Mobile security specialist Zimperium is releasing version 2.0 of its Mobile Threat Defense suite, offering network-level protection to Apple iOS devices.
The platform includes zIPS, a Mobile IPS app, which uses behavior-based detection on the device to defend against mobile attacks.
The zIPS engine utilizes machine learning technology to understand how a device normally functions during daily use, and uses this understanding to detect when it starts to behave irregularly, allowing it to detect both known and unknown threats.
The announcement follows the launch of zIPS on Android earlier this year, which brought both host and network on-device defense to Google’s mobile platform.
In addition to zIPS, Zimperium’s Mobile Threat Defense suite 2.0 also consists of zConsole, a cloud-based mobile threat management console, and zANTI, a mobile network penetration testing toolkit.
“Both Android and iOS are far from perfectly secure operating systems and still are relatively new. Each OS has its own strength and weaknesses, and it’s hard to say which is more secured since both iOS and Android are as strong as their weakest links, and both have critical vulnerabilities found in almost every major release,” Zuk Avraham, CEO and founder of Zimperium, told eWEEK. “Many people wrongly assume that Apple’s “walled garden” approach and curation of its App Store means that iOS devices are safe from all cyber-attacks.”
Additionally, Mobile Threat Defense 2.0 will see updates to zConsole. The mobile threat management console shows security officers actionable forensics about every incident during the lifetime of the devices – including where attacks happen, through what method and who the attacker is.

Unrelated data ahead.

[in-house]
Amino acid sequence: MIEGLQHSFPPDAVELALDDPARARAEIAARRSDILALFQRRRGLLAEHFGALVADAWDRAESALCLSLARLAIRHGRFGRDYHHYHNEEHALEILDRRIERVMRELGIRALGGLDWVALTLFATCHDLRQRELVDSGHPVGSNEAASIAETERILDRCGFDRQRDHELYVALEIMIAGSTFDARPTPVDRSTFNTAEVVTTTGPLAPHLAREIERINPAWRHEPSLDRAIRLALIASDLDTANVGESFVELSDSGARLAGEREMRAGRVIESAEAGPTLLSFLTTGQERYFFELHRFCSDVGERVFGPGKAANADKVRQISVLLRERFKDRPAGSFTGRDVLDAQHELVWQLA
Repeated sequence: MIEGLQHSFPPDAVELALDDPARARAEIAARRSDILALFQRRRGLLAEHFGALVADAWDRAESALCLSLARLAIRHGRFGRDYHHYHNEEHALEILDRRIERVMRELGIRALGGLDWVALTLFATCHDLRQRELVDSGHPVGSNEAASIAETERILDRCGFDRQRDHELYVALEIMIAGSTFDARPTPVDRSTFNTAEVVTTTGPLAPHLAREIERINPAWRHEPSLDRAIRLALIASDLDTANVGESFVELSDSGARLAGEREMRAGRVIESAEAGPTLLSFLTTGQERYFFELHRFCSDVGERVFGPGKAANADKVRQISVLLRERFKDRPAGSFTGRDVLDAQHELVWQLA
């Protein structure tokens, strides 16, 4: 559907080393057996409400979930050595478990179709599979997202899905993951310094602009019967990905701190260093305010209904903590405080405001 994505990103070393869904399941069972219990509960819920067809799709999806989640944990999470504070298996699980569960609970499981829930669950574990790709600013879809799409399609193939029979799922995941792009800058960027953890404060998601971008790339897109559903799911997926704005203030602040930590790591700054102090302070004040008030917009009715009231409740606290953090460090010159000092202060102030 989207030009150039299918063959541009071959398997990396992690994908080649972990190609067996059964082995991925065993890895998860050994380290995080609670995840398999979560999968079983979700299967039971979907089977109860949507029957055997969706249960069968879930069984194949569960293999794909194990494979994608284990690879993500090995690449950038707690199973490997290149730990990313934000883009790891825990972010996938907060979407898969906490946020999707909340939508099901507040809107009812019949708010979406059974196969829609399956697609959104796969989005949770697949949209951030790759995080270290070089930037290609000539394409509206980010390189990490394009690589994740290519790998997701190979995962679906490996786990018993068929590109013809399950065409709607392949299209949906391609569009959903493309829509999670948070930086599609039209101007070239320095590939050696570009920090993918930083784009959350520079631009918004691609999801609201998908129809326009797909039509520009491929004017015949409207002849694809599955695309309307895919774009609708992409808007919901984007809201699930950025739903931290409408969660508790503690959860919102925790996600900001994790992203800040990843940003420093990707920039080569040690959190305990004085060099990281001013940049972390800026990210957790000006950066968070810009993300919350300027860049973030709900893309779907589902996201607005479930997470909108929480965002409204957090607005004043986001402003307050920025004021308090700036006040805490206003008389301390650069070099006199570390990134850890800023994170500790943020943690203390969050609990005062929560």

The forensics include more than 15 new parameters by proximity, time and more to help provide context around how an attack took place and hard evidence of the attack.
The platform also added reporting filters by severity, compliance level and attack type to locate specific mobile threat incidents within zConsole–like bringing critical-level events to the forefront, isolating compromised devices, locating specific types of threats and more.
“Personally, throughout my career, I’ve used my white-hat hacking capabilities as a way to uncover and report security vulnerabilities to vendors,” Avraham said. “Our advantage is that we know how the bad guys think, and we use this knowledge to protect our community and customers from the most sophisticated attacks. Much like a good policeman knows how a criminal may act, so they can stay one step ahead of them.”
Avraham said attackers are moving from the well-defended PC to relatively virgin mobile environments with lots of low-hanging vulnerabilities, with evidence for attacks that are happening in the wild all over the globe.
“What I fear the most is that the current attacks are going undetected with nearly zero percent risk for the attackers of getting caught,” he said. “Due to this environment, I expect to see more mainstream serious security breaches resulting from compromised mobile devices very soon.”